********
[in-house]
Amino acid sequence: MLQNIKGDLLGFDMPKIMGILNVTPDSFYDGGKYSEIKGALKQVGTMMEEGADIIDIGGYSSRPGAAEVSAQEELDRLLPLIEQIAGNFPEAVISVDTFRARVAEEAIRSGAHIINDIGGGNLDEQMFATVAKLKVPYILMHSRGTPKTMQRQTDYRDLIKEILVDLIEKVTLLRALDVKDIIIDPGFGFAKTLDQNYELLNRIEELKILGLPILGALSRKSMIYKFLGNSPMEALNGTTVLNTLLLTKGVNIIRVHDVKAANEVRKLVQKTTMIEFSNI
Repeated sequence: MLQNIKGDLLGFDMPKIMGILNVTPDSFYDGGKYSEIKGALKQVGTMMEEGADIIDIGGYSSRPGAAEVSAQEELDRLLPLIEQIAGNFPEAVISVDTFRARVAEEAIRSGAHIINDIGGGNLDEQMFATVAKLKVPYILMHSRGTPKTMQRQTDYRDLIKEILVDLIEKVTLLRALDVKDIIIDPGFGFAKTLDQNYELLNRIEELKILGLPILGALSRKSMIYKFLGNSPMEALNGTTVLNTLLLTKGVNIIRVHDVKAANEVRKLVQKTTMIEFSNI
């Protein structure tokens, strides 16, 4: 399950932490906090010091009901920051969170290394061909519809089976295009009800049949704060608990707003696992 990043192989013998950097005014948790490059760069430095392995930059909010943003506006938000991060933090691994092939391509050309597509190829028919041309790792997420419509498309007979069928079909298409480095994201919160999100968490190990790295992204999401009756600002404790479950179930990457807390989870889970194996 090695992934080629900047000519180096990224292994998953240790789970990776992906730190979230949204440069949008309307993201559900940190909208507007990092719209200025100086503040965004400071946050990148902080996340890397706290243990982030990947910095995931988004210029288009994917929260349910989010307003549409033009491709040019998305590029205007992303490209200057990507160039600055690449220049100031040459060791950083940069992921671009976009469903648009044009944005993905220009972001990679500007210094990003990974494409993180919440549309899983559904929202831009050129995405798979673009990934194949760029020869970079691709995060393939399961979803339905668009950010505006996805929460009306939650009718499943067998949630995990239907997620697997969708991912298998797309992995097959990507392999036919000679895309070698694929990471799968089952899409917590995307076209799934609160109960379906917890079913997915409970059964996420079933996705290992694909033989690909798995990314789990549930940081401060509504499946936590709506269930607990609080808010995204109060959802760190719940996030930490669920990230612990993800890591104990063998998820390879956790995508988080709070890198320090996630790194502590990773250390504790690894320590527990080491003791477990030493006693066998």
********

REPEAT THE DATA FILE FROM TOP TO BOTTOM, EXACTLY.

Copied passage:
[in-house]
Amino acid sequence: MLQNIKGDLLGFDMPKIMGILNVTPDSFYDGGKYSEIKGALKQVGTMMEEGADIIDIGGYSSRPGAAEVSAQEELDRLLPLIEQIAGNFPEAVISVDTFRARVAEEAIRSGAHIINDIGGGNLDEQMFATVAKLKVPYILMHSRGTPKTMQRQTDYRDLIKEILVDLIEKVTLLRALDVKDIIIDPGFGFAKTLDQNYELLNRIEELKILGLPILGALSRKSMIYKFLGNSPMEALNGTTVLNTLLLTKGVNIIRVHDVKAANEVRKLVQKTTMIEFSNI
Repeated sequence: MLQNIKGDLLGFDMPKIMGILNVTPDSFYDGGKYSEIKGALKQVGTMMEEGADIIDIGGYSSRPGAAEVSAQEELDRLLPLIEQIAGNFPEAVISVDTFRARVAEEAIRSGAHIINDIGGGNLDEQMFATVAKLKVPYILMHSRGTPKTMQRQTDYRDLIKEILVDLIEKVTLLRALDVKDIIIDPGFGFAKTLDQNYELLNRIEELKILGLPILGALSRKSMIYKFLGNSPMEALNGTTVLNTLLLTKGVNIIRVHDVKAANEVRKLVQKTTMIEFSNI
């Protein structure tokens, strides 16, 4: 399950932490906090010091009901920051969170290394061909519809089976295009009800049949704060608990707003696992 990043192989013998950097005014948790490059760069430095392995930059909010943003506006938000991060933090691994092939391509050309597509190829028919041309790792997420419509498309007979069928079909298409480095994201919160999100968490190990790295992204999401009756600002404790479950179930990457807390989870889970194996 090695992934080629900047000519180096990224292994998953240790789970990776992906730190979230949204440069949008309307993201559900940190909208507007990092719209200025100086503040965004400071946050990148902080996340890397706290243990982030990947910095995931988004210029288009994917929260349910989010307003549409033009491709040019998305590029205007992303490209200057990507160039600055690449220049100031040459060791950083940069992921671009976009469903648009044009944005993905220009972001990679500007210094990003990974494409993180919440549309899983559904929202831009050129995405798979673009990934194949760029020869970079691709995060393939399961979803339905668009950010505006996805929460009306939650009718499943067998949630995990239907997620697997969708991912298998797309992995097959990507392999036919000679895309070698694929990471799968089952899409917590995307076209799934609160109960379906917890079913997915409970059964996420079933996705290992694909033989690909798995990314789990549930940081401060509504499946936590709506269930607990609080808010995204109060959802760190719940996030930490669920990230612990993800890591104990063998998820390879956790995508988080709070890198320090996630790194502590990773250390504790690894320590527990080491003791477990030493006693066998």